Ureteropyeloscopic anatomy of the renal pelvis of the horse



Reasons for performing study

Although the equine renal pelvis and terminal recesses have been described post mortem, little information exists about the endoscopic appearance of these structures in the living horse for guiding ureteropyeloscopy.


To further document the anatomy of the upper urinary collecting system, specifically the renal pelvis and terminal recesses, of the horse.

Study design

Descriptive study of cadaver material.


Kidneys were harvested from 10 horses. Magnetic resonance imaging was performed after distension of the renal pelvis with an elastomer casting material, followed by visual inspection of corrosion casts. Transurethral ureteropyeloscopy of the upper urinary tract was performed in 4 horses, followed by histological and immunohistochemical examination of the renal medulla and pelvis of 3 animals.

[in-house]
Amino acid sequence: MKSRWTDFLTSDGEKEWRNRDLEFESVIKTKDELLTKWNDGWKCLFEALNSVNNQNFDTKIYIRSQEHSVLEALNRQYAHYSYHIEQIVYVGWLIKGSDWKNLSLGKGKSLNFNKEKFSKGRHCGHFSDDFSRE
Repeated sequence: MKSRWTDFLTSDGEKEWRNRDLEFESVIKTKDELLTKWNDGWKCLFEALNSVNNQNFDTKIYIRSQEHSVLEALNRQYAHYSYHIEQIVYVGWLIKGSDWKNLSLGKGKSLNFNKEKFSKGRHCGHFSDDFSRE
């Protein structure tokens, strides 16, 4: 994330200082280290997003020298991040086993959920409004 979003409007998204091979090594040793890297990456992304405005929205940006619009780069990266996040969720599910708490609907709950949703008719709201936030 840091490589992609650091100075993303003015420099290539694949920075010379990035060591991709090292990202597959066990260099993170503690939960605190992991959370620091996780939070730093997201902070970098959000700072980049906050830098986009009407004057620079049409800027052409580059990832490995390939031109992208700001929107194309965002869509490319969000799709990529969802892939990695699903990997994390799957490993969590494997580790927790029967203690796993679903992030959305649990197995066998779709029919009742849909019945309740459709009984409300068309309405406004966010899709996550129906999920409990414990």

The equine renal pelvis was confirmed to be a funnel-shaped cavity, flattened dorsoventrally in the craniocaudal direction. Multiple papillary ducts (PDs) from the central part of the kidney open along a ∼3 cm long renal crest that protrudes into the renal pelvis, while PDs from each kidney pole open into 2 long (5–10 cm), narrow terminal recesses that terminate near either end of the renal crest. Openings of the terminal recesses narrow at their junction with the renal pelvis and could be visualised during ureteropyeloscopy in all horses. Minor anatomical variation of the renal crest and terminal recess openings was observed.


Current endoscopic equipment can be used to visualise the renal pelvis but could not be advanced into the terminal recesses. The findings of this study will help guide future diagnostic and therapeutic ureteropyeloscopy.